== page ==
Stakeholders seek FG’s intervention on UAE’s policy on Nigerian passengers

By Chinelo Obogo

The recent COVID-19 policy of the United Arab Emirates (UAE), restricting Nigerian passengers from transiting through other airports into Dubai City, has been condemned by aviation industry stakeholders.
In a letter from the Airports Operations Control Center, Dubai, sent to Nigerian Travel Trade partners, it said passengers from Nigeria can no longer travel through other countries or airports to the city. The notice by Dubai Airports came after the United Kingdom blocked passengers from Dubai from entering the UK on January 29, as part of measures to curb the spread of COVID-19.
The notice was titled, ‘Dubai Travel Protocol Update –Travel from Nigeria’ and it read: “Kindly be advised that effective from 01 February, 2021, the following conditions must be met for travel from Nigeria: All passengers are required to obtain a negative COVID-19 certificate. The PCR should be conducted within 72 hours of the date of departure.
“All passengers are required to conduct a rapid COVID-19 test and obtain a negative result within four hours of their departure time. Passengers must travel directly from Nigeria to Dubai. No passenger may enter Dubai from any other country/station if they have visited or transited from Nigeria in the last 14 days.”
What this policy implies is that no other airline would be able to fly Nigerian passengers straight to Dubai besides Emirates, a UAE owned airline which has its major hub at the Dubai International Airport. Only two airlines currently fly directly from Nigeria to UAE; Emirates and Air Peace, with the latter operating from Sharjah. It may also affect the planned operations of Azman Air which is scheduled to begin flights into the UAE later in the year.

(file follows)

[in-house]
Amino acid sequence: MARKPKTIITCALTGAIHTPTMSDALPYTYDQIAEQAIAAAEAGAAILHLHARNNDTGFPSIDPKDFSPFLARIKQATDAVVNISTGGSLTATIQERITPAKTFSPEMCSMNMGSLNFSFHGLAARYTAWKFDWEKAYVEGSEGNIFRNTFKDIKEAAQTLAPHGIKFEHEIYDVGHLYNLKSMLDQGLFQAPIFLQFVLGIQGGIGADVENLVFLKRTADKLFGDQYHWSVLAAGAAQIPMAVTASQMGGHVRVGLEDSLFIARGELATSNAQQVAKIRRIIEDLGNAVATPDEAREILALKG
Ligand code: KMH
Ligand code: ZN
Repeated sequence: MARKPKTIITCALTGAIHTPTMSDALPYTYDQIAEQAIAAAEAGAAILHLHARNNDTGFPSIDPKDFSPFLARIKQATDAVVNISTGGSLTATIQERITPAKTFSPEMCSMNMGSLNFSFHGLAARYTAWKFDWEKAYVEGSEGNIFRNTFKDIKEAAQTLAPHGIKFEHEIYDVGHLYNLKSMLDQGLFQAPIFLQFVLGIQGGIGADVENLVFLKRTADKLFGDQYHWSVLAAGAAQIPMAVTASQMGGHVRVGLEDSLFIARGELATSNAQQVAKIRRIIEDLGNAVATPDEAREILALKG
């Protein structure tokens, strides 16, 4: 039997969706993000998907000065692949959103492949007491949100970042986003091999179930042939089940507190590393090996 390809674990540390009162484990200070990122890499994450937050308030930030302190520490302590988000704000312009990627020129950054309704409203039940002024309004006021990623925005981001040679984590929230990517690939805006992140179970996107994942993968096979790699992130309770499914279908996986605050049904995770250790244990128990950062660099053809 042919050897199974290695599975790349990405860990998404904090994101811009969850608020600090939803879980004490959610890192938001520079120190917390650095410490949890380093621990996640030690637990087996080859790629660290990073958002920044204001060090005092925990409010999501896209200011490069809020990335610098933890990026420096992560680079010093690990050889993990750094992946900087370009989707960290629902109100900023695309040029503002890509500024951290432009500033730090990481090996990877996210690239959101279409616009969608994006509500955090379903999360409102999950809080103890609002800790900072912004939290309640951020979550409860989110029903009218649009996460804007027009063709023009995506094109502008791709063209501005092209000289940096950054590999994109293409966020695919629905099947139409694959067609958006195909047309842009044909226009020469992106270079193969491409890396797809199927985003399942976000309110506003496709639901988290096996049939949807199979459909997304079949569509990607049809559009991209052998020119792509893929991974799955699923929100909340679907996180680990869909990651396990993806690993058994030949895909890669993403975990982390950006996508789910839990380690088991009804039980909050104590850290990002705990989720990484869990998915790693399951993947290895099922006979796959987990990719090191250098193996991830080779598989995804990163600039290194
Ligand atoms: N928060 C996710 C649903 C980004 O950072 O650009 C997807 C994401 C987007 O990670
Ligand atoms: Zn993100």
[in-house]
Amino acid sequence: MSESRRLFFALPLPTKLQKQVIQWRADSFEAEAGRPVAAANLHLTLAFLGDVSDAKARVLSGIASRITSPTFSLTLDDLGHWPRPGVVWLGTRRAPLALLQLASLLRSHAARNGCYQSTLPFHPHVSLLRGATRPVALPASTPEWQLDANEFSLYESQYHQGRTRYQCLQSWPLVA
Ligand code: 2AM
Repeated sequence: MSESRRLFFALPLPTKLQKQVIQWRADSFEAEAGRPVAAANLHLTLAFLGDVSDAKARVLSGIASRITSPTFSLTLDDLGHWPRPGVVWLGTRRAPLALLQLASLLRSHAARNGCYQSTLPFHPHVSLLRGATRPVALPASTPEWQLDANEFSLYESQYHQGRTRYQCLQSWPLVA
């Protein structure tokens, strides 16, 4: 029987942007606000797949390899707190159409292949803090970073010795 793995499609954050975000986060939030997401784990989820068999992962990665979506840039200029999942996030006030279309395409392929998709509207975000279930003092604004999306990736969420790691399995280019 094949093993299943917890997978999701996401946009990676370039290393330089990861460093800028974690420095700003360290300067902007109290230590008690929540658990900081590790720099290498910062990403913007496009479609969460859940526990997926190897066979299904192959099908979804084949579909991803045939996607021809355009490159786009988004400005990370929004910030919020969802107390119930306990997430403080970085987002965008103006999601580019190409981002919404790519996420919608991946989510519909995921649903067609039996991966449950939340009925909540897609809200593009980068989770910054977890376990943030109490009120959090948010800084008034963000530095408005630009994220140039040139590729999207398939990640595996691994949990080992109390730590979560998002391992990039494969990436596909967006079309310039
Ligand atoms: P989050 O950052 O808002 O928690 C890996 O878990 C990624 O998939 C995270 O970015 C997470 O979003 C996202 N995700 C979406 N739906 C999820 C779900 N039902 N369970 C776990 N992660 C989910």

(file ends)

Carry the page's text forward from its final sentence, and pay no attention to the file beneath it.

Industry stakeholders believe that Dubai is intentionally creating monopoly for Emirates Airline with this policy and are urging the Federal Government to intervene by reciprocating as the development would greatly increase the cost of travel.
AviationRound Table(ART) argued that besides creating capacity for Emirates, the policy negates the Bilateral Aviation Safety Agreement (BASA) which Nigeria and the UAE operate. They further urged Nigerian carriers to request reciprocity.
“What this implies is that Emirates will be the sole airline operating to Dubai. This goes against the bilateral air agreement between the two countries. Nigeria is at a position to reject this unilateral imposition based on the huge passenger traffic from Nigeria to UAE. Air Peace through the Nigerian government should request for direct flight to Dubai in the interim. If the request is denied, then it’s up to the government to also ban Emirates from flying to Nigeria,”ART said.
However, the Chief Operating Officer of Air Peace, Mrs. Toyin Olajide, explained that the COVID-19 rapid test at the airport four hours before departure does not affect the airline’s passengers who are expected to submit 72 hours coronavirus test result before the departure of their flights.
“We wish to draw the attention of our guests who intend to travel to Sharjah-Dubai with Air Peace that they are not expected to undergo rapid COVID-19 test at the airport four hours before departure, as indicated in the new Emirates COVID-19 protocols. They are expected to submit their 72 hours before departure test result,” Olajide said.

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